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Unique Challenges Continue to Arise in Commercial Real Estate

Florida Realtors’ Economist: NAR released its Commercial Market Insights report, and it suggests that nuances between asset types and class indicate opportunity and risk.

ORLANDO, Fla – The Commercial Market Insights report authored by the National Association of Realtors® Research Group was recently published in October 2020. Here are several key takeaways:

Vacancy up but not affecting rents – yet

Vacancy is expanding but rents remain stable as landlords seek to minimize revenue losses arising from occupancy losses.

Transaction volume cratering

Commercial sales transactions overall have contracted nearly 70% year-over-year in August 2020, according to Real Capital Analytics. The largest declines were in office and retail, falling by 73% respectively, while multifamily and industrial fared slightly better, declining by 65% and 62% respectively.

Increased risk premiums reflect market challenges

Risk premiums (difference between cap rate and the 10-Year T bond) have increased across all asset types since April but stabilized over the summer months. Multifamily has the lowest premium at 4.7%, followed by industrial at 5.5%. Unsurprisingly, hotel has the highest risk premium at 8% and retail sits at 5.9%. These premiums reflect the challenges that are felt differently by each asset type and class.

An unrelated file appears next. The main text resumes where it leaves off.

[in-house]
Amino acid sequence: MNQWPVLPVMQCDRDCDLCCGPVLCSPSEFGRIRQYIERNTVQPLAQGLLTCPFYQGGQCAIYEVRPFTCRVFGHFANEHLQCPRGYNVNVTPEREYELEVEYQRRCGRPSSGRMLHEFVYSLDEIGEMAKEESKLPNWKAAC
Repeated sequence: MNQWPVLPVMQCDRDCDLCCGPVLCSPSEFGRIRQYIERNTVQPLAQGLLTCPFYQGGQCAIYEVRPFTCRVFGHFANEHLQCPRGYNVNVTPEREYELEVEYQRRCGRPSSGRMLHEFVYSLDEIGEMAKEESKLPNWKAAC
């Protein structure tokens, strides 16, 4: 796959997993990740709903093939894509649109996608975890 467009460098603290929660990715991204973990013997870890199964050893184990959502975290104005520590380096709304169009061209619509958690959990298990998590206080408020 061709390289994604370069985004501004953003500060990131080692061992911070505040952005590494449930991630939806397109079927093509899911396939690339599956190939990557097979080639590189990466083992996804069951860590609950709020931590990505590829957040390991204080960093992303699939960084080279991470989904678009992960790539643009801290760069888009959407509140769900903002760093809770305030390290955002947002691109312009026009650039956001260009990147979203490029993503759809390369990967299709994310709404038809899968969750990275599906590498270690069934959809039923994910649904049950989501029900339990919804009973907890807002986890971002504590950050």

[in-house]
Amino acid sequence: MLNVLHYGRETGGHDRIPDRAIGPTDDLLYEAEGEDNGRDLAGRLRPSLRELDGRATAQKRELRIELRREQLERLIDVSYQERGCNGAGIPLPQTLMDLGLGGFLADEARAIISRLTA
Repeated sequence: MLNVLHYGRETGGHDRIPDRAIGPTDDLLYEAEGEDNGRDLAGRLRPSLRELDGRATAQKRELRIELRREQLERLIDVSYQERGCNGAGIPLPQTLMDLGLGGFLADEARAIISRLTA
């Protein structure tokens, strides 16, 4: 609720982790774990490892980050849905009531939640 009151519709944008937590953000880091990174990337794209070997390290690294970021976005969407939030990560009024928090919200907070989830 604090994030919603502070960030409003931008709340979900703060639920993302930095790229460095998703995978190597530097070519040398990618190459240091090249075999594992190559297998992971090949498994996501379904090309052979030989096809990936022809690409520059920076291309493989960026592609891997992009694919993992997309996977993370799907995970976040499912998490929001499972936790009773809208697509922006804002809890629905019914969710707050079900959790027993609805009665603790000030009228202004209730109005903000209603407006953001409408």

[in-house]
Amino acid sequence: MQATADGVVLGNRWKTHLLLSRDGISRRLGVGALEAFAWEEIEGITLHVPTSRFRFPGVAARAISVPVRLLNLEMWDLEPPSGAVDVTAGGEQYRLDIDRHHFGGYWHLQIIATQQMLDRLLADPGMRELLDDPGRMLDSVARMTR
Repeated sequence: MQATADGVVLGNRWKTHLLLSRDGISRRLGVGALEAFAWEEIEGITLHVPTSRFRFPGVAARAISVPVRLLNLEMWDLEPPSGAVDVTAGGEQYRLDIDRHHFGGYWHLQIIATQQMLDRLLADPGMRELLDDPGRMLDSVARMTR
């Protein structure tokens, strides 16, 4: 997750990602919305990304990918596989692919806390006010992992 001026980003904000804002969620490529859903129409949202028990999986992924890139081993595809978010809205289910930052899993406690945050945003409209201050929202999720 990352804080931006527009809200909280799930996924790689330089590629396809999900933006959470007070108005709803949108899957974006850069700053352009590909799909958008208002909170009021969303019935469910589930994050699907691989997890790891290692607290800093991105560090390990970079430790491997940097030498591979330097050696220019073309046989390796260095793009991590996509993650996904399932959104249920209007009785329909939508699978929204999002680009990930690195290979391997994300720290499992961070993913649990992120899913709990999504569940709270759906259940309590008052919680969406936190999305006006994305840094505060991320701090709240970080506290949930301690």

Pricing holds steady

Prices have not seen a dramatic decrease despite overall occupancy concerns, particularly in multifamily and office. This is a reflection on what is trading – mostly prime properties with lower occupancy risk are transacting, while deals on even slightly questionable assets are not materializing.

Suburban office assets is attracting investment

Sales of office assets in Central Business Districts (CBD) have fallen more than sales in suburban markets, reflecting increasing investor interest outside of dense urban cores, though suburban assets are still seen as more risky investments compared to CBD assets.

Industrial is the darling but not always a sure thing

The industrial slice of the market has been doing well throughout the pandemic, but it is important to note that not every industrial property is a logistics property or Amazon. While e-commerce has pulled this property type to the front of the pack, there are still headwinds holding back recovery. Still, success in industrial poses increased risk to retail as shifting consumer behavior favors industrial distribution of goods over direct purchase through brick-and-mortar retail.

Jennifer Quinn is a Florida Realtors Economist and Director of Economic Development

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